Australian Stock Exchange-listed Metallica Minerals Ltd and
Melior Resources Inc, currently listed on
Toronto’s TSX Venture Exchange, announced a
binding agreement on September 13 under which the two
companies will merge their titanium, zirconium and bauxite
All of the assets to be included are in the north-eastern
Australian state of Queensland. The merger is taking place at a
time when prices for zircon and rutile are high and there is a
bullish outlook on ilmenite from Melior.
Metallica will bring to the deal its 50%-owned Urquhart
heavy mineral sands (HMS) and bauxite projects, as well as its
wholly-owned Cape Flattery silica sands and Esmeralda graphite
projects. Melior will bring its production-ready Goondicum
"Goondicum… has similar attributes to Urquhart
bauxite in that it is fully funded and will be brought into
production relatively quickly," Metallica chairman Peter
Turnbull said in the announcement.
The Urquhart bauxite project is not scheduled to begin
production until after the 2018/19 wet season. This is during
summer in the southern hemisphere, and runs from November to
Goondicum is located further south and is not affected by
the wet/dry seasonality of areas further north. It is set to
commence production in November this year, but is not expected
to begin to generate an income until the second quarter of
The Goondicum project has had three operating phases - in
2007/08, 2012/13 and 2015. On each occasion, the project was
finally put into care and maintenance, with the latest of these
being blamed on poor market conditions. If the project is put
into production again, a key objective will be to maximize
throughput and improve product quality, so as to reduce costs
and increase revenue.
Metallica’s HMS project and
Melior’s Goondicum project are similar in that
they both contain ilmenite. But the Goondicum project is not
strictly a mineral sand deposit; rather, it is a unique
"flat-lying residual oxide deposit of a weathered gabbro
But the ilmenite mineralization at Goondicum is not a hard
rock, because it occurs as "liberated fine grains."
Additionally, while Goondicum’s success depends on
the production of ilmenite and apatite,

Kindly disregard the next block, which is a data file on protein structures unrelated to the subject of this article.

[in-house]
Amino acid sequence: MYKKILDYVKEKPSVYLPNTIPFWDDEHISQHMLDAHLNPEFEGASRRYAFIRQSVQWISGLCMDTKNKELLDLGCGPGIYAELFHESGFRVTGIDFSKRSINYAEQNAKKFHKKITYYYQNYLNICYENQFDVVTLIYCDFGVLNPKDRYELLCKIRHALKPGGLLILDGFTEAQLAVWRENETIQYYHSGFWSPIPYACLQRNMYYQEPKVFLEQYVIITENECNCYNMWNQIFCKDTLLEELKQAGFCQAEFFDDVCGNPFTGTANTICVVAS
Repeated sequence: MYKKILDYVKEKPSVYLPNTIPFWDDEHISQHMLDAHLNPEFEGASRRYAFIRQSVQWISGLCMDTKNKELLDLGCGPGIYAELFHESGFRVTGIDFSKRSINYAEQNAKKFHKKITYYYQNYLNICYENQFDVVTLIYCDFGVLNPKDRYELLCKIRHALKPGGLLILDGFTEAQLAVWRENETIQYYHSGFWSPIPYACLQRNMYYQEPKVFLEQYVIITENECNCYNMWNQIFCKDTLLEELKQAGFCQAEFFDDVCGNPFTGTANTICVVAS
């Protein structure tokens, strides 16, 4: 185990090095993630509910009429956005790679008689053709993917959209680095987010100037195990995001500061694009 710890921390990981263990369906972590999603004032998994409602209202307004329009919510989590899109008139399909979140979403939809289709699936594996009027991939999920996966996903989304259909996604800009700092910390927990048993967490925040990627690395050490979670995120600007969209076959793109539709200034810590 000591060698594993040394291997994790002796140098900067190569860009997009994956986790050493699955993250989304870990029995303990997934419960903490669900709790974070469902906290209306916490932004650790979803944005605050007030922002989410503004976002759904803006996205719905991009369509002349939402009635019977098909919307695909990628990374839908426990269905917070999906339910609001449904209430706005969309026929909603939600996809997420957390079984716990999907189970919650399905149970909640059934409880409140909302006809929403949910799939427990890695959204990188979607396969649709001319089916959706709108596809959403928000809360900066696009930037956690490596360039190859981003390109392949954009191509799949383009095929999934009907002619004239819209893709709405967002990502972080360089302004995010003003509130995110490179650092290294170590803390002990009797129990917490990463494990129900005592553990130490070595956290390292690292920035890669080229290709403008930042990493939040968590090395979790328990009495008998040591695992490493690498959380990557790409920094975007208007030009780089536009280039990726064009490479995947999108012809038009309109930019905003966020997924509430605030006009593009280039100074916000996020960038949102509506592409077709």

Metallica’s HMS project depends on zircon and
Fastmarkets asked Melior’s director and chief
executive officer, Mark McCauley, about the potential synergy
between the HMS project and Goondicum. The HMS project was
"clearly bread-and-butter for Melior," he said, adding that
while it is a small project, there is potential for exploration
and a mining lease has already been granted.
A preliminary economic assessment released in April 2018
gave the project an estimated mine life of nine years, at an
average production rate of 160,000 tonnes per year of
This assessment was calculated by independent consultant TZ
Minerals International (TZMI) with the use of a long-term
ilmenite price forecast of $204 per tonne fob Australia. The
ilmenite being produced at Goondicum would be a sulfate
ilmenite containing around 50% TiO2, and is highly reactive,
This means that the company will look for customers among
sulfate pigment producers in China, where ilmenite prices have
been depressed due to a number of factors.
Fastmarkets assessed the price for ilmenite concentrate,
47-49% TiO2, cif China, at $170-180 per tonne on September 13,
down from $185-195 per tonne on August 16.
While Metallica’s HMS project can begin
production at short notice because it has a mining lease in
place, the company’s website notes that no
production has taken place because of depressed commodity
prices. So far, no start date for production at the HMS project
has been suggested.
This may change, however, with the prices for both zircon
and rutile rising on supply tightness and solid demand.
Fastmarkets assessed the price for zircon, premium grade,
min 66.5% ZrO2, bulk, cif China, at $1,410-1,710 per tonne on
September 13, up from $1,030-1,100 per tonne a year ago.
The price for rutile concentrate, min 95% TiO2, large
volumes for pigment, fob Australia, was assessed at $930-1,050
per tonne on September 13, up from $710-770 per tonne a year